Fire And 18th Century Traffic Jams: Handel And The Royal Fireworks

Chaos surrounded the premiere of George Frederic Handel’s Music for the Royal Fireworks on 27 April 1749, during a celebration in Green Park to commemorate the Treaty of Aix-la-Chappelle. It was what it sounds like: a piece of music to accompany some fireworks in the presence of George II and his family. But while that conjures up an image of a sedate little ceremony, not much seemed to go according to plan.

To start with, the music was previewed at Vauxhall Gardens on 21 April, attracting around 8,000 people. If you think it’s a nightmare getting out of Wembley or the O2 after a gig, after this performance the resulting traffic jam blocked London Bridge for three hours.

George II and a retinue went to Green Park a few days beforehand to inspect the fireworks machinery. The King also reviewed some Gunners, who demonstrated how often they could charge and discharge a cannon in a minute. Sadly, while loading for the sixth discharge, something went wrong and Matross (assistant gunner) Thomas Harvey’s right hand was blown off. The Derby Mercury records that the King was “pleased to order him ten guineas and expressed a great deal of concern at the misfortune”.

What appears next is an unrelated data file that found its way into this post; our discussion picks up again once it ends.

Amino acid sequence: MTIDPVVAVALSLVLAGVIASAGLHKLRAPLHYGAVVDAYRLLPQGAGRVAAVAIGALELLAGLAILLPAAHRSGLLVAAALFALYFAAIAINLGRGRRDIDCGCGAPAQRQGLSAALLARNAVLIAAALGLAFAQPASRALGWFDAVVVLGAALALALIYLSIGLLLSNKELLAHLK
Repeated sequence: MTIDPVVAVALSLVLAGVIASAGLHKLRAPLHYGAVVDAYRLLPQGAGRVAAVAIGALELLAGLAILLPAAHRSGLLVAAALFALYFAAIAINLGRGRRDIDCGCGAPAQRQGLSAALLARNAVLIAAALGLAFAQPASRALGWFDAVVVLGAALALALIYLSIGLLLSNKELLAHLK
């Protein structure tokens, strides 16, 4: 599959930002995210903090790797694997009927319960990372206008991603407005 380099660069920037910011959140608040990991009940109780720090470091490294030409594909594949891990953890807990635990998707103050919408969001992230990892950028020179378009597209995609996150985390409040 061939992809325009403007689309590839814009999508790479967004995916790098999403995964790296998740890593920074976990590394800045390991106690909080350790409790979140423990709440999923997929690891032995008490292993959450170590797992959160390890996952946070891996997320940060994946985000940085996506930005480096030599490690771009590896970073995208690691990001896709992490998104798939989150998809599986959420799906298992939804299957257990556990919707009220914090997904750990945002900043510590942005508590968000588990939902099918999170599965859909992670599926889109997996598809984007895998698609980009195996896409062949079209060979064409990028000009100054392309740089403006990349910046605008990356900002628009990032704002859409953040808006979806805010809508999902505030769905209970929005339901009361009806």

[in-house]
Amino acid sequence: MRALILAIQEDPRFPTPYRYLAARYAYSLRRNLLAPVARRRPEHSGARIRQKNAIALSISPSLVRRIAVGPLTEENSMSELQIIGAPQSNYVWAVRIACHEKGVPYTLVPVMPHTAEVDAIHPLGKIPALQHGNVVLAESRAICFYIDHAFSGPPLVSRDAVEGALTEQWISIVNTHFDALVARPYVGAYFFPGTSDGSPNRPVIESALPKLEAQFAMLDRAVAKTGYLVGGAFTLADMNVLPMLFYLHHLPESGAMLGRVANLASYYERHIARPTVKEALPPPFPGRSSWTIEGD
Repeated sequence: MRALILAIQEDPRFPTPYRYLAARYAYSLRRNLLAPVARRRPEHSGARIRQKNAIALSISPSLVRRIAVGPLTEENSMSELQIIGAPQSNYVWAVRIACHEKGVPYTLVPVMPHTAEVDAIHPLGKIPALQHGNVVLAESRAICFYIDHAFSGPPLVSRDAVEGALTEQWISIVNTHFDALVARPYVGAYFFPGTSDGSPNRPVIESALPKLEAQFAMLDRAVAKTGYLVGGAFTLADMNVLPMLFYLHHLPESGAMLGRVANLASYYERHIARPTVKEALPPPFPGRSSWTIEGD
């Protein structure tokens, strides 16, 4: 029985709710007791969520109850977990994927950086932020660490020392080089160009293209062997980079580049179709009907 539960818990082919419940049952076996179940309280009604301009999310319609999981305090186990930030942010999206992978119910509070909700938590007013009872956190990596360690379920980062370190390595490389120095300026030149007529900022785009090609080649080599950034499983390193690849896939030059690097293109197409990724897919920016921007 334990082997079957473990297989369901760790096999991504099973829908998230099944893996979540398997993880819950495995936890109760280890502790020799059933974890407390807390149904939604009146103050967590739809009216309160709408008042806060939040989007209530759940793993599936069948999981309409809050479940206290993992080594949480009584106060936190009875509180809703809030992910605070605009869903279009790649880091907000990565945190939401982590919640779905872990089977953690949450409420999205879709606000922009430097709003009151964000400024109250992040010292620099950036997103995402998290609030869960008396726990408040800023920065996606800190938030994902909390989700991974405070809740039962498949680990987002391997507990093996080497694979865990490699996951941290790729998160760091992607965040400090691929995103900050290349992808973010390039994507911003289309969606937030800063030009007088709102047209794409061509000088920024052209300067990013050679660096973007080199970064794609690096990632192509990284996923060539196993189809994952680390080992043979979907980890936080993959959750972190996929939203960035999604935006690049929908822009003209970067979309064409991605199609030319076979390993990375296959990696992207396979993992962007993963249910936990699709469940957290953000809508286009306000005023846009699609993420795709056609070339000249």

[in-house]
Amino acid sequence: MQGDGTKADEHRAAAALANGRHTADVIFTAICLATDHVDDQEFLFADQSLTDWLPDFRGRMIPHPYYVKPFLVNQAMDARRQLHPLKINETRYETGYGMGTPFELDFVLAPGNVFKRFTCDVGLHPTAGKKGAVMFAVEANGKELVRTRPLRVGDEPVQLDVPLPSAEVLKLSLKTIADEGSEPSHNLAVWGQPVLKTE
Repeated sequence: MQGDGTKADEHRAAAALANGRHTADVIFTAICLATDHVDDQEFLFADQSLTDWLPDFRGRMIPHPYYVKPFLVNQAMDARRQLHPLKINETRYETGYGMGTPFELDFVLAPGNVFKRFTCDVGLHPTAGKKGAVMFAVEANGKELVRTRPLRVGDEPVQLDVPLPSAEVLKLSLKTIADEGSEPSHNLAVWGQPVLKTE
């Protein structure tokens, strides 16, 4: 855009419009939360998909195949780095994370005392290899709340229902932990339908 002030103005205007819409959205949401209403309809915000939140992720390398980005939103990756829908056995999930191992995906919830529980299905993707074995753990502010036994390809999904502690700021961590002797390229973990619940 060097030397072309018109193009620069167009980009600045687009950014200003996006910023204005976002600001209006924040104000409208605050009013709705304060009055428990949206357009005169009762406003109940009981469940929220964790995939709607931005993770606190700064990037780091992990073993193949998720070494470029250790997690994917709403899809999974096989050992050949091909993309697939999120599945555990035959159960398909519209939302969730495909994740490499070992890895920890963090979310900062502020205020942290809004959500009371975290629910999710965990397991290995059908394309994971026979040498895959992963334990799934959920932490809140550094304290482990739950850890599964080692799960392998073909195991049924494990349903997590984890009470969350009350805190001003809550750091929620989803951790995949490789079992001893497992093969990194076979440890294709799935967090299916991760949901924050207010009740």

According to another account from the Derby Mercury, the night itself started well. At about 8.30pm a few rockets were sent up, followed by the firing of 101 cannon along Constitution Hill. Then the fireworks began in earnest, watched by people crowding wherever they could, including on roofs and boats. At 9.30pm, the wooden building that was being used to launch the fireworks, somewhat inevitably, caught fire. Quick thinking by carpenters pulling down some timbers stopped the flames spreading across the whole edifice, but what was already alight burned until around 2am.

Another of the rockets went off course and set fire to the clothes of a young woman, who escaped with minor burns after swift action from bystanders to strip her down to her underwear. Two more Matrosses were burned, and one lost both his eyes, after yet another firework went astray. Sometimes a bit of health and safety wouldn’t go amiss.

Edit: since we originally posted this, Pains Fireworks has been in touch to say they were more than likely the company that supplied the display, and sent us this image of the Royal Fireworks in 1749 from their archive.

Photo of Green Park by Guy Tyler from the Londonist Flickr pool

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